July was a positive month for the TSP, with most funds being in the green.
The G Fund is up a tiny fraction of a percent, while the F Fund is down a tiny fraction of a percent. All three equity funds are positive; the C Fund went up about 3.8%, the S Fund went up almost 1.5%, and the I Fund which has struggled in recent months had a solid 2.7% gain.
Earnings season is in full gear, with hundreds of companies reporting results for the previous fiscal quarter.
According to CNBC, out of the hundreds of S&P 500 (C Fund) stocks that have reported quarterly results so far, the average revenue increase compared to last year’s quarter was a strong 8.6%. Earnings have increased by 22.4% on average, with 7-8% of that being due to the corporate tax cuts passed last year.
The majority of companies are beating analyst expectations. The glaring exception to the positive trend was Facebook and a few other high-flying tech stocks. Facebook’s reported revenue was lower than analyst expectations, their reported number of daily average users (1.47 billion) also slightly missed expectations, and their guidance for the rest of 2018 was weaker than expected.
As a result, their stock dropped like a rock, falling over 20% within a day, which is the company’s biggest single-day stock price drop in history:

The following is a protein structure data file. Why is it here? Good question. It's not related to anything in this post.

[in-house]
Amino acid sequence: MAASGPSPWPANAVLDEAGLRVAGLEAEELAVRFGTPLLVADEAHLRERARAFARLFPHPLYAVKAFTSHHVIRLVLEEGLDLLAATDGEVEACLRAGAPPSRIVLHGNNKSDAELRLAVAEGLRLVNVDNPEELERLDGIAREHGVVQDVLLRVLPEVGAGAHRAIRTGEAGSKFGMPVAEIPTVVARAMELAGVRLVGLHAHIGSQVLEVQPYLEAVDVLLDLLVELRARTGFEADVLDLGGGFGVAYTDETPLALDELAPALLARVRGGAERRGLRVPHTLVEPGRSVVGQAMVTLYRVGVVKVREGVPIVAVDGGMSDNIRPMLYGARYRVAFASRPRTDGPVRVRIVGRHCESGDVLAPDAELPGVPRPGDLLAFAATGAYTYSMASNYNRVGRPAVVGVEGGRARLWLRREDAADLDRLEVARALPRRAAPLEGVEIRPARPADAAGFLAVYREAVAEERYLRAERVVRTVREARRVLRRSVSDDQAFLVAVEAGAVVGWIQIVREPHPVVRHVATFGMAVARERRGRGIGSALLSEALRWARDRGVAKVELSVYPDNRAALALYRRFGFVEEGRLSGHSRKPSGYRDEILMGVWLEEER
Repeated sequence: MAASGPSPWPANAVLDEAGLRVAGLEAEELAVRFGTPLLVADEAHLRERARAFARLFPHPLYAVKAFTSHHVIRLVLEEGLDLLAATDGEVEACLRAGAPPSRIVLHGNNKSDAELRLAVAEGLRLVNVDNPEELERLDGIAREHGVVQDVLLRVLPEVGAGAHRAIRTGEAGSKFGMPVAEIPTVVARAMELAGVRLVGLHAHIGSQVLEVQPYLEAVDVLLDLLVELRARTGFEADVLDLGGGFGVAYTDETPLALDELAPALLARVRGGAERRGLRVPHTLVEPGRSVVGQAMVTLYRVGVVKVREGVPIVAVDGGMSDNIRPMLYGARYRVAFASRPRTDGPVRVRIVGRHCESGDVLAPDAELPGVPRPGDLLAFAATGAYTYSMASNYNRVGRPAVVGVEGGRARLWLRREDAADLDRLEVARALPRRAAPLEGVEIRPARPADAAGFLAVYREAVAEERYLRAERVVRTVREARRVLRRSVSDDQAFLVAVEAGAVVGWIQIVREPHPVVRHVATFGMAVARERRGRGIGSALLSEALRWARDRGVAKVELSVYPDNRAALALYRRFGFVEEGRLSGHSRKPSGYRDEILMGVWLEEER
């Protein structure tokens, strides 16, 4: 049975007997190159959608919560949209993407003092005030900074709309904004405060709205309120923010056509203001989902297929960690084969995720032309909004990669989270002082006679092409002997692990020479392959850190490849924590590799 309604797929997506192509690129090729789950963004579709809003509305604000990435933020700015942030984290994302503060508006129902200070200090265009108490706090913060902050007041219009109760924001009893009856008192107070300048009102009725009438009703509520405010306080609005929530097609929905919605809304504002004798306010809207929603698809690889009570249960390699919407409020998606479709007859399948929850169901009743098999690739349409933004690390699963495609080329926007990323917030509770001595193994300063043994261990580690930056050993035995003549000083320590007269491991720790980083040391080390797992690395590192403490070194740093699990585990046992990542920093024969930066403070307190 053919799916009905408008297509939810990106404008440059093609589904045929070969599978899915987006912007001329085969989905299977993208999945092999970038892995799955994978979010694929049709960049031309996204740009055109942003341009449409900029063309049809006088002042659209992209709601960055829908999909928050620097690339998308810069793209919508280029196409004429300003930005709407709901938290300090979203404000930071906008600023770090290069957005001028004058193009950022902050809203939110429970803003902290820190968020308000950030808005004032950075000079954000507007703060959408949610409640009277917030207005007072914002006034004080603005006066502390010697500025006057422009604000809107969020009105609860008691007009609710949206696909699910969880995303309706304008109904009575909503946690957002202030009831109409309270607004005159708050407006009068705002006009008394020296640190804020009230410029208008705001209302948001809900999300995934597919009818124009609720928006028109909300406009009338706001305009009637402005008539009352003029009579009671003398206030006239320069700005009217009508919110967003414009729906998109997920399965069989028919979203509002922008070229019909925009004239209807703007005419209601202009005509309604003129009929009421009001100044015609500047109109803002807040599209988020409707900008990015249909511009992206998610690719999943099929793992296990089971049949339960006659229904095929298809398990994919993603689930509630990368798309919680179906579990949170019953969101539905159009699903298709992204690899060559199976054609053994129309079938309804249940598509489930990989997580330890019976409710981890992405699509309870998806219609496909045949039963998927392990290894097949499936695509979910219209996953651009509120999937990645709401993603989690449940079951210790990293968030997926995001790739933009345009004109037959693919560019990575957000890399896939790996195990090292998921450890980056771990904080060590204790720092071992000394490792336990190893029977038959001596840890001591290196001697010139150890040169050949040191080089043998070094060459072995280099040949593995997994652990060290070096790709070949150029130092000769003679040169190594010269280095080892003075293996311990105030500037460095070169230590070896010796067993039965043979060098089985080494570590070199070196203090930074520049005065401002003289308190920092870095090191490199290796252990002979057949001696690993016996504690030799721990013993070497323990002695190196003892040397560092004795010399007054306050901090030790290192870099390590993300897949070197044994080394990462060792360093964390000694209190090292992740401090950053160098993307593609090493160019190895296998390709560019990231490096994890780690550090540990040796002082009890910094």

Facebook is the fifth largest holding out of the 500-company C Fund, with Facebook shares representing about 1.8% of the total fund. Fortunately, Facebook’s stock price drop is absorbed by the diversity of the fund and the strong earnings and results of other companies.
Twitter and Netflix are two other tech high-fliers in the C Fund that saw similar 15-20% declines in late July. Both reported decent results, but not good enough to satisfy investors with their high valuations.
Keeping an Eye on Tariff Impacts
Some companies that require considerable steel and aluminum in their operations reported softer results due to the country’s new aluminum and steel tariffs and rising material costs in general. C Fund components Harley-Davidson, Coca Cola, Honeywell, Whirlpool, General Electric, W.W. Grainger, Stanley Black and Decker, Genuine Parts, and a handful of other companies reported that they are facing higher material costs. Most of them are raising prices in response, passing the price increases onto their customers. Other companies, like Harley-Davidson, don’t expect to be able to raise prices much and instead foresee themselves absorbing most of the extra costs, reducing their profit margins.
Whirlpool has been one of the toughest hit, thanks to both declining sales and rising material costs:
On the other hand, steel producers like Nucor have been reporting great results. Higher steel prices due to tariffs on imported metal help increase the profit margins of domestic steel producers, because their selling price is higher while their expenses remain largely the same.